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Thread: Towards A Real Business Model For Open-Source Software

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  1. #1
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    Default Towards A Real Business Model For Open-Source Software

    Phoronix: Towards A Real Business Model For Open-Source Software

    Last week in a FreeBSD status report we talked about the Chromium web-browser support on FreeBSD improving through a new subscription program whereby most of the FreeBSD patches are being kept closed-source for some length of time before being committed back upstream as open-source and reaching the hands of the non-subscribers. This caused some to question the work, but the developer behind this FreeBSD-Chromium subscription program, Sprewell, has written an editorial that we are now publishing. This details his beliefs concerning the future of open-source software business models.

    http://www.phoronix.com/vr.php?view=14867

  2. #2

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    Putting aside the authors more inflammatory statements and taking his proposal on its own I am left with a one big question. Where will the customers come from? The commercial software houses spend much (most?) of their income on marketing and advertising. They get their goods put in pretty boxes and sold at retail outlets like Amazon, Best Buy, Fry's, etc. Where will the guy who comes up with a better compression scheme find a market?

    I like that people are thinking about alternative schemes to make money off software. Not that this is completely new, Ghostscript tried something very much like this years ago with Aladdin and failed mostly due to lack of clients. I guess this is the classic business problem and up to each to solve for itself, but I'm skeptical.

  3. #3
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    Quote Originally Posted by phoronix View Post
    Phoronix: Towards A Real Business Model For Open-Source Software

    However, you can't sell open source software products because anyone is free to copy all your source and create a competitor: this is why desktop linux has failed to this day and why it will never succeed.
    Well, look how much BSD are installed on Desktops. How much Linux is installed on desktop. The percentage is similar to windows vs linux.

    This means BSD has failed to become a desktop system and will always fail, unlike Linux, untill it switches to GPL.

    To me, this means following things, something that Steve J. has understood and taken fuits off long ago:

    - FreeBSD accepts its always-behind, second choice status.
    - It accepts its milk cow status.
    - It is a system for those, who were unable to afford MacOSX and pay this with manual debugging.
    - BSD license accepts its a milk-cow license.
    - Developing under BSD license means to giving away your time and skills to proprietary blobs.

    or this guy, is brainless.


    "The only marginally successful open source business model is consulting/support, which has done well for some but brings in a small fraction of closed source revenues. "

    Opensource is NOT about consulting! Its about programming! Its about having possiblity to influence code development the exact way the customer wishes to and upstream the changes to build on and dont waste others resources.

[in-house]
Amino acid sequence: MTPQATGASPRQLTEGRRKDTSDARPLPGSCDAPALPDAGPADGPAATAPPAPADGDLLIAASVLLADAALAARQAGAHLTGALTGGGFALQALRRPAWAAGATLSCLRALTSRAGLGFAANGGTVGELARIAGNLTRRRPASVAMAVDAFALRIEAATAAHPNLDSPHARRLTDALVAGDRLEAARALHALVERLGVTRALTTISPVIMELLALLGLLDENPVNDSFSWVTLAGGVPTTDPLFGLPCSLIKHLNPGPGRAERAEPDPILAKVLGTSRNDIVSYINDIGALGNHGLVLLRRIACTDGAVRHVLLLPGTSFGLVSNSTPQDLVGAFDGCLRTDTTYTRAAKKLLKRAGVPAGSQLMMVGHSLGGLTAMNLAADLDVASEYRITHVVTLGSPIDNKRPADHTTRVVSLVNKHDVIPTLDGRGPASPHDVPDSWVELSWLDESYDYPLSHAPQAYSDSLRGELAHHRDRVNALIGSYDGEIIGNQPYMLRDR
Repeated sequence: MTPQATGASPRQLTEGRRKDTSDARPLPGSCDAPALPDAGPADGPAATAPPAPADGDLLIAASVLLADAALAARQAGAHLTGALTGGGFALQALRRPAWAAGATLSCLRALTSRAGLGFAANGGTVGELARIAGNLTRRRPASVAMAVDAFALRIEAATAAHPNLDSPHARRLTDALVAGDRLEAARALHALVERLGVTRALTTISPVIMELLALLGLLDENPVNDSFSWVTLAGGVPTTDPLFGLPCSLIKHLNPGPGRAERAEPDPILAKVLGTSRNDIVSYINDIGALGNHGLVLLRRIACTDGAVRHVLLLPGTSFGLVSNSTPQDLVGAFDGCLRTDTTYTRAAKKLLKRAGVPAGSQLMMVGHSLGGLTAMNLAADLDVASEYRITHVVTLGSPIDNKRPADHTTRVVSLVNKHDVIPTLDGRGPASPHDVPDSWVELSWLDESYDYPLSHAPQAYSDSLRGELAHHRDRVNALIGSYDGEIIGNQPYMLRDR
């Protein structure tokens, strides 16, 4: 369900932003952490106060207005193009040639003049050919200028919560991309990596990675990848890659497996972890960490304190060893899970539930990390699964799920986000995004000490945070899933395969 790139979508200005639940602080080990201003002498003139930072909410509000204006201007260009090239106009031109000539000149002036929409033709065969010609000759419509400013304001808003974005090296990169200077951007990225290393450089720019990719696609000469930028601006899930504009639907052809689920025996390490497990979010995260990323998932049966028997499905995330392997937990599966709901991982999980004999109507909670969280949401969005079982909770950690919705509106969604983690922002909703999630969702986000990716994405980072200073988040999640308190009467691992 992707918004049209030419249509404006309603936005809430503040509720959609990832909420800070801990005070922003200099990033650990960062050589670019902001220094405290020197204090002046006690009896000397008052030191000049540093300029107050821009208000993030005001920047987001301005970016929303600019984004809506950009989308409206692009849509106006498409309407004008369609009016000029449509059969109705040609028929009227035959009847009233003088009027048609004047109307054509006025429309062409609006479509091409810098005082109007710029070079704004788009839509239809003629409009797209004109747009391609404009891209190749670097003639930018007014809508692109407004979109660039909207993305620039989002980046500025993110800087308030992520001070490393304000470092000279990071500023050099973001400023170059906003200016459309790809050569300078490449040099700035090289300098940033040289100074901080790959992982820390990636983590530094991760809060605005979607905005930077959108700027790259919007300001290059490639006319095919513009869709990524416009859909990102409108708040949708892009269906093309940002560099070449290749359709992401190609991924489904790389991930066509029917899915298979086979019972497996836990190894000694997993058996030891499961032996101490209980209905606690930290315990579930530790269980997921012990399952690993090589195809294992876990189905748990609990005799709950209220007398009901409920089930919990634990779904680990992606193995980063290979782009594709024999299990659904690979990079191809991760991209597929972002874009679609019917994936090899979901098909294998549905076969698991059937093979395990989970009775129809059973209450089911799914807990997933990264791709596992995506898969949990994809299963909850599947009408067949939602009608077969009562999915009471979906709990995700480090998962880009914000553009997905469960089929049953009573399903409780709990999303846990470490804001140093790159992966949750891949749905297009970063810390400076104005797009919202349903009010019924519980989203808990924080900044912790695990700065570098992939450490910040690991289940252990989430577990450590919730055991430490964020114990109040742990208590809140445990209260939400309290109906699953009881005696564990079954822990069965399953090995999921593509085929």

With opensource you control the result directly,exactly with your investment(money, time, skills) and it will never be wasted in time, will prevent reinventing the wheel, will become exactly what you wish it to be(yearly editions, which you are forced to switch anyone?)

    I think this guy,not opensource, is about consulting! *speechless*

  4. #4
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    Sort of reminds me of the ransom model of development. I'll have to think about it.

  5. #5
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    Quote Originally Posted by crazycheese View Post
    Well, look how much BSD are installed on Desktops. How much Linux is installed on desktop. The percentage is similar to windows vs linux.

    This means BSD has failed to become a desktop system and will always fail, unlike Linux, untill it switches to GPL.
    Hmm.... Mac OS X is a BSD. It just has a custom GUI slapped on it (Aqua GUI with Cocoa frameworks instead of GNOME with GTK or KDE Plasma with Qt).
    Last time I checked Mac OS X exceeded Linux' desktop market share by far.

  6. #6
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    Quote Originally Posted by KAMiKAZOW View Post
    Hmm.... Mac OS X is a BSD. It just has a custom GUI slapped on it (Aqua GUI with Cocoa frameworks instead of GNOME with GTK or KDE Plasma with Qt).
    Last time I checked Mac OS X exceeded Linux' desktop market share by far.
    MacOSX opensource? No.
    How many blobs? MANY.
    Does it steal from BSD code. Yes.

    5% vs 1.5% isnt by far.
    On servers?
    On supercomputers?
    By far!

  7. #7

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    Quote Originally Posted by KAMiKAZOW View Post
    Hmm.... Mac OS X is a BSD. It just has a custom GUI slapped on it (Aqua GUI with Cocoa frameworks instead of GNOME with GTK or KDE Plasma with Qt).
    Last time I checked Mac OS X exceeded Linux' desktop market share by far.
    What a bull some people are writing here. OS X is not bsd - it just took some bsd parts, it's far more usable on desktops and user friendly, but it's nothing special and it's only marketing product which is greatly advertised. Bsd's and Linux aren't advertised, so this affects popularity, but Linux has much greater market share then *bsd.

    @Sprewell


    Many software libraries, like zlib compression or the TCP/IP stack, are written once as open source and integrated widely, particularly when they are BSD-licensed.